When it comes to cleaning, repairing and sealing, the techniques and materials used for brick and stone are the same.
Efflorescence, salt air, stress cracks, and severe weathering can be threats.
Stress cracks typically occur in mortar joints rather than within the brick or stone itself. If stress cracks in mortar are the problem.
If the problem is a cracked or broken stone or brick, it can be removed by chiseling out the mortar surrounding it. With the mortar out of the way, the brick or stone will have room to expand and can be easily broken up using a cold chisel along with a small sledgehammer. A new brick or stone can be inserted into the hole to replace the one removed. The brick or stone should be surrounded with mortar for a solid fit.
Applying a sealer can minimize brick or stone damage from salt air and severe weathering. It can even work to prevent efflorescence. However, just as with concrete, brick and stone should be thoroughly cleaned before applying a sealer.
If you've come up against a stone wall trying to clean brick or stone in patios, walkways, walls, or a chimney, then you really should read on. The three most common masonry-cleaning problems are:
- Fungus, moss, and mildew: One quart of household liquid bleach mixed into 1 gallon of warm water applied with a stiff bristle brush usually takes care of these guys. (Don't forget to rinse the solution off with clean water.) However, sodium hypochlorite, the active ingredient in bleach, might not dissolve large masses of these types of growths. In such cases, scrape off as much of the crud as you can with a broad-bladed putty knife (or wire brush). Then, scrub on the killer mixture.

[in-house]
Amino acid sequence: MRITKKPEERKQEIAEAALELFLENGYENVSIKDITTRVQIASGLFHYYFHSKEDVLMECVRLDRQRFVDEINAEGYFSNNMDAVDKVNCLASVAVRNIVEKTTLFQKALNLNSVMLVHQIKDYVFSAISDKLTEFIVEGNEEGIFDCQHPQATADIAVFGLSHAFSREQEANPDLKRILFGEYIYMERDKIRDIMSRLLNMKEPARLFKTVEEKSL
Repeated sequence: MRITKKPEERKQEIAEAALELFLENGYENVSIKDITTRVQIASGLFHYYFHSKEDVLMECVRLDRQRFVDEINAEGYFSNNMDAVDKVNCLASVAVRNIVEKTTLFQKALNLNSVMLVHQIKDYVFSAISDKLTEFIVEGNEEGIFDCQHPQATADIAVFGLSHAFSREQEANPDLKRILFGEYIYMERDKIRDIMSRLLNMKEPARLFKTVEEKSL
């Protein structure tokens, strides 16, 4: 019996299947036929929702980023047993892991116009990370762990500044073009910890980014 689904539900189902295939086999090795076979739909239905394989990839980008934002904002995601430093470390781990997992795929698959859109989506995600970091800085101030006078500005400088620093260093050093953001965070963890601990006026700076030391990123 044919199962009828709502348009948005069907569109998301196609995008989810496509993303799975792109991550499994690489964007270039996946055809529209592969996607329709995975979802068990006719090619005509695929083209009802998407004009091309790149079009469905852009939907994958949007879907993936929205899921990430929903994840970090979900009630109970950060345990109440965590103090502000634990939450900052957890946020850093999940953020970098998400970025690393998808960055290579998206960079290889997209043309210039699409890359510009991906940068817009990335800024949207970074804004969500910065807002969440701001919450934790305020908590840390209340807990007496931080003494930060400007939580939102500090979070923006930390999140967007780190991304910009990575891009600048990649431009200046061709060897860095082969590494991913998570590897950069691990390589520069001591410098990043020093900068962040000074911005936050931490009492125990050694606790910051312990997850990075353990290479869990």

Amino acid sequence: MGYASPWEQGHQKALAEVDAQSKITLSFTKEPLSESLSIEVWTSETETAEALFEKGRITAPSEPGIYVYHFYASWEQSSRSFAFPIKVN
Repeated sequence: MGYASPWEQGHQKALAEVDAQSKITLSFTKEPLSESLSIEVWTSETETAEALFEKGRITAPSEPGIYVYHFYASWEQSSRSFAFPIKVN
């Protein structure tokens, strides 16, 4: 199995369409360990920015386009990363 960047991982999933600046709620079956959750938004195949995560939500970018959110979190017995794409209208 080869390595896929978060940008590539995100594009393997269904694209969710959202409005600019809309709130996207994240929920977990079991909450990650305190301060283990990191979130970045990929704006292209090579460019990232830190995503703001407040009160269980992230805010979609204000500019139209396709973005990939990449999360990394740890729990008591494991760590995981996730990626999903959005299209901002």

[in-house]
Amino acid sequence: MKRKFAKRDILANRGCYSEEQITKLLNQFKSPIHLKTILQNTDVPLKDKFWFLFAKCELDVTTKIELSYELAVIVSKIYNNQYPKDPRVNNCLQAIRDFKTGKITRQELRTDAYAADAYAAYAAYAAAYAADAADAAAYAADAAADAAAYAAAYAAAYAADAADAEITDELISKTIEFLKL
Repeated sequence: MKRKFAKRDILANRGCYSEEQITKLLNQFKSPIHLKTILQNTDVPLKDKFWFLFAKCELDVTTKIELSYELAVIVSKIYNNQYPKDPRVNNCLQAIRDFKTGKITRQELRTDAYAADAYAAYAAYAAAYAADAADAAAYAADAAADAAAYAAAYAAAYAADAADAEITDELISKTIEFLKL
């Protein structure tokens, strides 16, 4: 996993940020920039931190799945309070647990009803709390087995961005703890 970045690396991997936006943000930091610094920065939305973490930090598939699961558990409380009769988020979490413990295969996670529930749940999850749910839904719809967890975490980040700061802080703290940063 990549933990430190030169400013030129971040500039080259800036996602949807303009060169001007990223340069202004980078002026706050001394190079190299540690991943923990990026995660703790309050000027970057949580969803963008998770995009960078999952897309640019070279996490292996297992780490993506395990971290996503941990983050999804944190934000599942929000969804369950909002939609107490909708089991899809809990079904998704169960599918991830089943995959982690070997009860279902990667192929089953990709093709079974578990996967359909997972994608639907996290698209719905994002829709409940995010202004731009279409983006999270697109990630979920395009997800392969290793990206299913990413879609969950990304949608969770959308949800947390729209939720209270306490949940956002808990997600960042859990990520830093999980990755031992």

When trying to eliminate fungus, it's the bleach that does the job-not the elbow grease. Make sure you give the bleach plenty of time to work before scrubbing and rinsing away. If not, fungus spores will remain and can grow back quickly.
- Oils, soot, and mineral residue: Oils, soot, and white, powdery mineral residue pose a slightly more difficult problem. Characteristically, they are embedded more deeply into the pores of the masonry than moss and mildew. You need a solution of 1 part muriatic acid to 9 parts water to get rid of these unwanted guests. Add the acid to the water and apply the solution -- allowing it to set for about 15 minutes. Then use a bristle brush to clean the affected area and rinse with fresh water.
- Paint: Sandblasting, wash-away or peel-off paint removers, hand or electric wire brushing, muriatic acid washing, and power washing are just a few of the ways that you can remove paint from masonry. Sandblasting or wire brushing is hard, messy work, and paint removers sometimes create more mess than they eliminate. Instead, we recommend power washing. A commercial power washer can be rented for about $50 per day. It's easy to operate, mess is kept to a minimum, and you don't have to be a chemist to make it work. A power washer might work fine on the outside of your home, but all of that water could wreak havoc on the inside of your house. Therefore, when it comes to removing paint from brick or stone, your best bet is a chemical stripper such as Peel Away.
In addition to cleaning your masonry, you need to repoint the brick mortar from time to time as it shows signs of deterioration.
When a new mortar patch dries and doesn't match the existing shade or color, have a small amount of latex paint color matched to the existing mortar. Use an artist's brush to paint the new mortar joints. No one will ever know where the existing material ends and the new work begins -- including you.